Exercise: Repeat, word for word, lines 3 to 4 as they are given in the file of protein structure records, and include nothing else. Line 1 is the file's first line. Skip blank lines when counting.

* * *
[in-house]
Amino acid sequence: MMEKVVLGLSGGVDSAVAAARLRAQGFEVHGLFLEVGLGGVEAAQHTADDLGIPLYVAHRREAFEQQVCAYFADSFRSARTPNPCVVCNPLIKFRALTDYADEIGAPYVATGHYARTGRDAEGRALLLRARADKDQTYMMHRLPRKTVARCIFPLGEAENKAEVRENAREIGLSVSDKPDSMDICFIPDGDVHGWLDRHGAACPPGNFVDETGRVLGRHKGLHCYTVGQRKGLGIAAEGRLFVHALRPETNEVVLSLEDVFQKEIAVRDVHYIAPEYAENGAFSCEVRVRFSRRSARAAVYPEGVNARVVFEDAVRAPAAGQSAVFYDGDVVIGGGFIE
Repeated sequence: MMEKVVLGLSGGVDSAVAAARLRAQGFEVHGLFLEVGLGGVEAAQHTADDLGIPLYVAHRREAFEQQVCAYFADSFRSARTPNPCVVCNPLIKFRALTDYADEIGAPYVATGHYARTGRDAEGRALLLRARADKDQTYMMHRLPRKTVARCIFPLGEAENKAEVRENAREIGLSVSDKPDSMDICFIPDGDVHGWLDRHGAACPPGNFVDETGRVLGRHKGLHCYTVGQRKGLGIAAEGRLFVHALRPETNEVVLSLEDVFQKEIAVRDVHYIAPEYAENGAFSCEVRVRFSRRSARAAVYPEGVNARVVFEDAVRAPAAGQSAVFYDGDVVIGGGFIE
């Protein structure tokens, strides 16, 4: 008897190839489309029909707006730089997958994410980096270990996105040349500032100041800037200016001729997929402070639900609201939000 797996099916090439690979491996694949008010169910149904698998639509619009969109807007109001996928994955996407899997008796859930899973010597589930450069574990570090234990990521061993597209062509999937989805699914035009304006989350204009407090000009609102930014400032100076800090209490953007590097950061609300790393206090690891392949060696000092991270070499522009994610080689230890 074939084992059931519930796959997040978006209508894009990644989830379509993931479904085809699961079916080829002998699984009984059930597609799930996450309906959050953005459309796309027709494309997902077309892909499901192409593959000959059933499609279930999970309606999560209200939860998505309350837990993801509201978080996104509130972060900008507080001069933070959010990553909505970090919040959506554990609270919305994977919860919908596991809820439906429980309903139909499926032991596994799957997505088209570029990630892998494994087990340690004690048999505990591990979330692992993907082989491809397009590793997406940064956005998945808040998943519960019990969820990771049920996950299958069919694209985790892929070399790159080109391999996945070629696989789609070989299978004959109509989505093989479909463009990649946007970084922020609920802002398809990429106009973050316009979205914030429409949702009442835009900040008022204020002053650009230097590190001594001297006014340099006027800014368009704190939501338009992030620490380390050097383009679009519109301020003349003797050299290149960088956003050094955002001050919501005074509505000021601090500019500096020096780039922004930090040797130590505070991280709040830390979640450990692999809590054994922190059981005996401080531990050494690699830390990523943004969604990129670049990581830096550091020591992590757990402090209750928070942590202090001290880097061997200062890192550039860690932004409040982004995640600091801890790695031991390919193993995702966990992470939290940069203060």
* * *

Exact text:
Repeated sequence: MMEKVVLGLSGGVDSAVAAARLRAQGFEVHGLFLEVGLGGVEAAQHTADDLGIPLYVAHRREAFEQQVCAYFADSFRSARTPNPCVVCNPLIKFRALTDYADEIGAPYVATGHYARTGRDAEGRALLLRARADKDQTYMMHRLPRKTVARCIFPLGEAENKAEVRENAREIGLSVSDKPDSMDICFIPDGDVHGWLDRHGAACPPGNFVDETGRVLGRHKGLHCYTVGQRKGLGIAAEGRLFVHALRPETNEVVLSLEDVFQKEIAVRDVHYIAPEYAENGAFSCEVRVRFSRRSARAAVYPEGVNARVVFEDAVRAPAAGQSAVFYDGDVVIGGGFIE
């Protein structure tokens, strides 16, 4: 008897190839489309029909707006730089997958994410980096270990996105040349500032100041800037200016001729997929402070639900609201939000 797996099916090439690979491996694949008010169910149904698998639509619009969109807007109001996928994955996407899997008796859930899973010597589930450069574990570090234990990521061993597209062509999937989805699914035009304006989350204009407090000009609102930014400032100076800090209490953007590097950061609300790393206090690891392949060696000092991270070499522009994610080689230890 074939084992059931519930796959997040978006209508894009990644989830379509993931479904085809699961079916080829002998699984009984059930597609799930996450309906959050953005459309796309027709494309997902077309892909499901192409593959000959059933499609279930999970309606999560209200939860998505309350837990993801509201978080996104509130972060900008507080001069933070959010990553909505970090919040959506554990609270919305994977919860919908596991809820439906429980309903139909499926032991596994799957997505088209570029990630892998494994087990340690004690048999505990591990979330692992993907082989491809397009590793997406940064956005998945808040998943519960019990969820990771049920996950299958069919694209985790892929070399790159080109391999996945070629696989789609070989299978004959109509989505093989479909463009990649946007970084922020609920802002398809990429106009973050316009979205914030429409949702009442835009900040008022204020002053650009230097590190001594001297006014340099006027800014368009704190939501338009992030620490380390050097383009679009519109301020003349003797050299290149960088956003050094955002001050919501005074509505000021601090500019500096020096780039922004930090040797130590505070991280709040830390979640450990692999809590054994922190059981005996401080531990050494690699830390990523943004969604990129670049990581830096550091020591992590757990402090209750928070942590202090001290880097061997200062890192550039860690932004409040982004995640600091801890790695031991390919193993995702966990992470939290940069203060």